After 12 months of age, I knew William’s language was not progressing or functioning like his same aged peers. He could learn new words, but it was at a very slow rate. Other concerns on my list began to grow: lack of eye contact, hand flapping, and weak recognition of his surroundings.
By the time William was 17 months old, I didn’t want to wait any longer, so I called Early Childhood Intervention (ECI) in Texas. This local program provides children up to three years of age with a plethora of services, including speech therapy, occupational therapy, and physical therapy. We began receiving services right away. At the age of two years, I took William to the Child Study Center in Fort Worth to be evaluated with a developmental pediatrician. After assessing and collaborating, William was officially diagnosed with autism.
I Have a Concern: What to Do Next?
If you feel concern or have questions about your child’s development, consider these tips.
Second guessing. If you feel you need more answers to questions relating to your child’s development, then you need to make the call and take that initial step yourself. Don’t second guess yourself; if you have concerns, it’s better to address them and be wrong than to ignore them and find out later your concerns were legitimate.
Label fearing. If you’re feeling particularly disheartened by a diagnosis or the seemingly limitless mountain you have to climb, keep in mind that a diagnosis is not a death sentence. Children may exhibit more “typical” and less “autistic” behavior as they get older. If the diagnosis means getting the help you need for your child sooner, then I am all for it. Keep in mind, if insurance coverage is an aim for you in trying to get therapy services covered, you will need a diagnosis. It will be impossible to get coverage without a formal diagnosis.
Effects of the Diagnosis
Grieving. After receiving the diagnosis, everything was a blur. I knew I had to be seriously proactive. I grieved, am grieving, and will grieve. It is cyclical. To be the best advocate for your child, you need to keep going. You can do both, and you cannot do it on your own. You need the support of family, friends, and qualified professionals. You need to open yourself up, even while grieving, so that you can learn more about how to help your child. There were days, many days, when I didn’t want to get out of bed. You must grieve, and it is a natural process that will change over time.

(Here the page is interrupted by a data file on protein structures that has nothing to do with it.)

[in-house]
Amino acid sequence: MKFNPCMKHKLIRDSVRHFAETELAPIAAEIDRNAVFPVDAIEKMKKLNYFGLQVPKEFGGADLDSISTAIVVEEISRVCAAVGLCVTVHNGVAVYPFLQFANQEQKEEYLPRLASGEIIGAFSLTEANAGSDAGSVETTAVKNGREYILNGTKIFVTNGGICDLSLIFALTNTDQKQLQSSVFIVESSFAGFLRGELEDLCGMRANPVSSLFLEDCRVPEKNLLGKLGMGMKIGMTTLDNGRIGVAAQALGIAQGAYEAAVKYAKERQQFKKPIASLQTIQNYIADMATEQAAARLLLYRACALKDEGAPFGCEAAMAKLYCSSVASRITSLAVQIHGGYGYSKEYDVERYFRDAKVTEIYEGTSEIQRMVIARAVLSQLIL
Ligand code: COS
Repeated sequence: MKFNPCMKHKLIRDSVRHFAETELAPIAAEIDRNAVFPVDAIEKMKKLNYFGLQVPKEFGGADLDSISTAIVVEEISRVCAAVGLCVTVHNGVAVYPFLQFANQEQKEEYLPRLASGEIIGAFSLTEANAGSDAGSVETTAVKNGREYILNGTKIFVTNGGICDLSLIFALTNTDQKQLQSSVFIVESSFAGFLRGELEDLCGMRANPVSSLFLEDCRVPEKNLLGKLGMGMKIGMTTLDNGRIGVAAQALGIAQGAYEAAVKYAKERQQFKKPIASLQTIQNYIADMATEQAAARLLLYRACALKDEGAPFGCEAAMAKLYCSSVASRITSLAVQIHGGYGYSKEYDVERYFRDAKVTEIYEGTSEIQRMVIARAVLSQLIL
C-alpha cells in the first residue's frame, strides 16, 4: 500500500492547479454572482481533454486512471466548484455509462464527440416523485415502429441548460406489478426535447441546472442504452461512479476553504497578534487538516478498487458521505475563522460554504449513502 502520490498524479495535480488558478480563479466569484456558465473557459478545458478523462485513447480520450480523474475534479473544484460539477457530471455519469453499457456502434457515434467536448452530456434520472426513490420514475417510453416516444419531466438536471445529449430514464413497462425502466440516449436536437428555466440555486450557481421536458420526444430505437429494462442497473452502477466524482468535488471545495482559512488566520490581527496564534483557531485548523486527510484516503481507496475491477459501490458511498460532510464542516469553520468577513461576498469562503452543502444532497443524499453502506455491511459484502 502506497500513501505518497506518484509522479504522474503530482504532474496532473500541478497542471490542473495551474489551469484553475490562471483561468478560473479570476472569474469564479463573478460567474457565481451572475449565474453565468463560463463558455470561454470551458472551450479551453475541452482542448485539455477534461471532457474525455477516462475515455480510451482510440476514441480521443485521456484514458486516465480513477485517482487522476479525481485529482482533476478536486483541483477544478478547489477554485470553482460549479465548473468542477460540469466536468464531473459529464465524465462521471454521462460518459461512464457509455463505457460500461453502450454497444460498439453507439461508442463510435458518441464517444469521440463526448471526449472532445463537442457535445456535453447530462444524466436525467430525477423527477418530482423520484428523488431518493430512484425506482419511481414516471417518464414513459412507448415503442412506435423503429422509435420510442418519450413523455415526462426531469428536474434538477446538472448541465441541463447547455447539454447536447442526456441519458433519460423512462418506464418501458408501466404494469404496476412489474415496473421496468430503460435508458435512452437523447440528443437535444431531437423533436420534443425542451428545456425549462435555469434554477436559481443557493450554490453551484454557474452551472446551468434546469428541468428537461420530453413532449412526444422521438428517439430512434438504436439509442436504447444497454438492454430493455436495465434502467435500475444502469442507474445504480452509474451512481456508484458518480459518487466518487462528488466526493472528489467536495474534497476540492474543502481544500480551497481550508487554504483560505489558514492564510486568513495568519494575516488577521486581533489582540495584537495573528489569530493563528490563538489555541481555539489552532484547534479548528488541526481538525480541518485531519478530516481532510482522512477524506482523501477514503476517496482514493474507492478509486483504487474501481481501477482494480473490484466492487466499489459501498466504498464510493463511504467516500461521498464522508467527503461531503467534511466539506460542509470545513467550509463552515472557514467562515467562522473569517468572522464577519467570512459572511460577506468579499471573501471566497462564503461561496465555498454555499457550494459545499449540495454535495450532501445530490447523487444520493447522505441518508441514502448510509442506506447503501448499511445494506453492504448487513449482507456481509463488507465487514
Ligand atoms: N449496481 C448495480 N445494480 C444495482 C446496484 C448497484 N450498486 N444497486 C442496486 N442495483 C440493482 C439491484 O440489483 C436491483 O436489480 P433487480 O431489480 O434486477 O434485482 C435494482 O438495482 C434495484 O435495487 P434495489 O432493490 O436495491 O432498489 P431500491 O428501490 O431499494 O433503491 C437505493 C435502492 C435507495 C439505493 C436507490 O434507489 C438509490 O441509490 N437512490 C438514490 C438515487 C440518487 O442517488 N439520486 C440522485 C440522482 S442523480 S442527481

Support. I cannot express to you how much you need and will continue to need support. You need help so that you have enough energy to be your child’s advocate. Find a support group or create your own! These people will be your outlet to regain sanity.
Sleep. Get your sleep any way you can. Take shifts with your spouse or other support person. Work out some type of schedule, especially when times are tough.
Reality check. Some days will be harder than others. The days that are “good” will give you patience and energy for the difficult ones. You will get breaks! There will be good days, so if you’re in a “bad” day, just keep in mind that tomorrow might be totally different.
Recharge. As important as it is to have energy to work with these precious children, you also need time away to recharge. Part of your journey in learning how to help your child is learning how to help yourself–how to balance the never-ending quest for your child’s wellness and development with your own self-care.
Make the time. Besides making some quiet time for yourself once in a while, make time for your spouse. You need to keep your date nights. At least half of the time, you won’t feel up to it, but keep your date with your spouse anyway. It’s important for both of you.
Setting Up Your Child for Success